The number of Americans filing new claims for unemployment benefits last week dropped to just over 880,000, falling by more than expected and breaking the psychological barrier of 1 million, stoking hope for a more robust labor market rebound amid fears it is stalling.
The Labor Department said on Thursday that initial claims for state unemployment benefits fell to a seasonally adjusted 881,000 for the week ended Aug. 29, from 1.011 million in the prior week. Economists polled by Reuters predicted 950,000 jobless claims applications, so the reported figures are a surprise to the upside.
“There’s going to be a rotation at some point in time. There is this notion that we are closer to a vaccine, and everybody will get protected and we’ll get back to normal by the end of the year,” said Greg Hahn, chief investment officer at Winthrop Capital Management in Indiana.
In another encouraging trend, the number of people continuing to collect unemployment after earlier filing an initial claim dropped by 1.24 million to 13.325 million during the week ending Aug. 22, the Labor Department figures showed.
Other labor market indicators are flagging a cooling in job growth, suggesting that the labor market recovery was slowing as the pandemic persists and fiscal stimulus fades.
The ADP National Employment Report showed that private payrolls rose by 428,000 jobs last month, while economists polled by Reuters predicted private payrolls would rise by 950,000 in August.
While U.S. manufacturing activity surged to a nearly two-year high in August amid a sharp rise in new orders, employment continued to lag. Though factory employment showed a slight improvement in August compared to July, it remained in contraction territory, with the Institute for Supply Management’s manufacturing employment measure rising to a reading of 46.4 last month from 44.3 in July. Any number below 50 represents contraction.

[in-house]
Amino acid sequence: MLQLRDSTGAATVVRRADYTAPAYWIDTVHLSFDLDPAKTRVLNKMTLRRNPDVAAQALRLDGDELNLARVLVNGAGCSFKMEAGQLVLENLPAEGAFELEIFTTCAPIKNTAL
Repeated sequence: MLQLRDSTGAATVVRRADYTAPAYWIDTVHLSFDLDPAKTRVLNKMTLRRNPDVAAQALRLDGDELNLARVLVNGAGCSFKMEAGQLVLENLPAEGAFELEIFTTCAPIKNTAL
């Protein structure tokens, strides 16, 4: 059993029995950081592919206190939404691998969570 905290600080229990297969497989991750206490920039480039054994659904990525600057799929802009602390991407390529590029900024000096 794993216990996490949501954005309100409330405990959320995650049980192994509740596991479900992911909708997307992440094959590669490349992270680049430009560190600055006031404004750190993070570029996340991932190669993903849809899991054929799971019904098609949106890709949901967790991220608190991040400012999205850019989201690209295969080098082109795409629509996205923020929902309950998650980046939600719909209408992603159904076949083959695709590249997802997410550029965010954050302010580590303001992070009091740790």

Also delivering mixed signals was Wednesday’s report from the Federal Reserve, which while it showed an increase in employment, also noted that “some districts also reported slowing job growth and increased hiring volatility, particularly in service industries, with rising instances of furloughed workers being laid off permanently as demand remained soft.”
A longer-term view of the U.S. labor market shows that job growth is expected to slow significantly over the next decade compared to the employment boom during the longest economic expansion in U.S. history, which was thrown into a tailspin by the outbreak of the CCP (Chinese Communist Party) virus.
In employment projections released Sept. 1, the Labor Department said it expects the number of jobs to grow to 168.8 million from 162.8 million between 2019 and 2029. The increase of 6 million jobs represents an annual growth rate of just 0.4 percent, slower than the 1.3 percent growth rate during the 2009-2019 decade, which was bolstered by recovery from the Great Recession. The manufacturing sector, which includes 12 of the 20 industries projected to suffer the fastest employment declines, is projected to shed 444,800 jobs over the next decade, the most of any sector.
The Labor Department is set to release its closely watched jobs report on Sept. 4, with a Reuters survey predicting that U.S. nonfarm payrolls added 1.4 million jobs in August, which would leave them at about 11.5 million below their pre-pandemic level.